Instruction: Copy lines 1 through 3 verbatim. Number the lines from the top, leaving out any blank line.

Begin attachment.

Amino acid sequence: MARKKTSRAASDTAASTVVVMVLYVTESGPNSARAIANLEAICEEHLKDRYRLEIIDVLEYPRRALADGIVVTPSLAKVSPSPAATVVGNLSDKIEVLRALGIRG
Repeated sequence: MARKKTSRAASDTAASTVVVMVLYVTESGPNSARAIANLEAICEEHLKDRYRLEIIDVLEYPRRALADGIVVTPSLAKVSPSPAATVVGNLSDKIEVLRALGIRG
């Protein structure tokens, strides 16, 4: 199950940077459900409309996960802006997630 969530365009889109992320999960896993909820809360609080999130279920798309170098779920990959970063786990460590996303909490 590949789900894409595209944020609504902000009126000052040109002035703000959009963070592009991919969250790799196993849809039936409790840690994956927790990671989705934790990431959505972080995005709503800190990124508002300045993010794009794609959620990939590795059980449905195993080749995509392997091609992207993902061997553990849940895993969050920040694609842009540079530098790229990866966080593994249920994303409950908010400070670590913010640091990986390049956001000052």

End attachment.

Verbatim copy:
Amino acid sequence: MARKKTSRAASDTAASTVVVMVLYVTESGPNSARAIANLEAICEEHLKDRYRLEIIDVLEYPRRALADGIVVTPSLAKVSPSPAATVVGNLSDKIEVLRALGIRG
Repeated sequence: MARKKTSRAASDTAASTVVVMVLYVTESGPNSARAIANLEAICEEHLKDRYRLEIIDVLEYPRRALADGIVVTPSLAKVSPSPAATVVGNLSDKIEVLRALGIRG
């Protein structure tokens, strides 16, 4: 199950940077459900409309996960802006997630 969530365009889109992320999960896993909820809360609080999130279920798309170098779920990959970063786990460590996303909490 590949789900894409595209944020609504902000009126000052040109002035703000959009963070592009991919969250790799196993849809039936409790840690994956927790990671989705934790990431959505972080995005709503800190990124508002300045993010794009794609959620990939590795059980449905195993080749995509392997091609992207993902061997553990849940895993969050920040694609842009540079530098790229990866966080593994249920994303409950908010400070670590913010640091990986390049956001000052």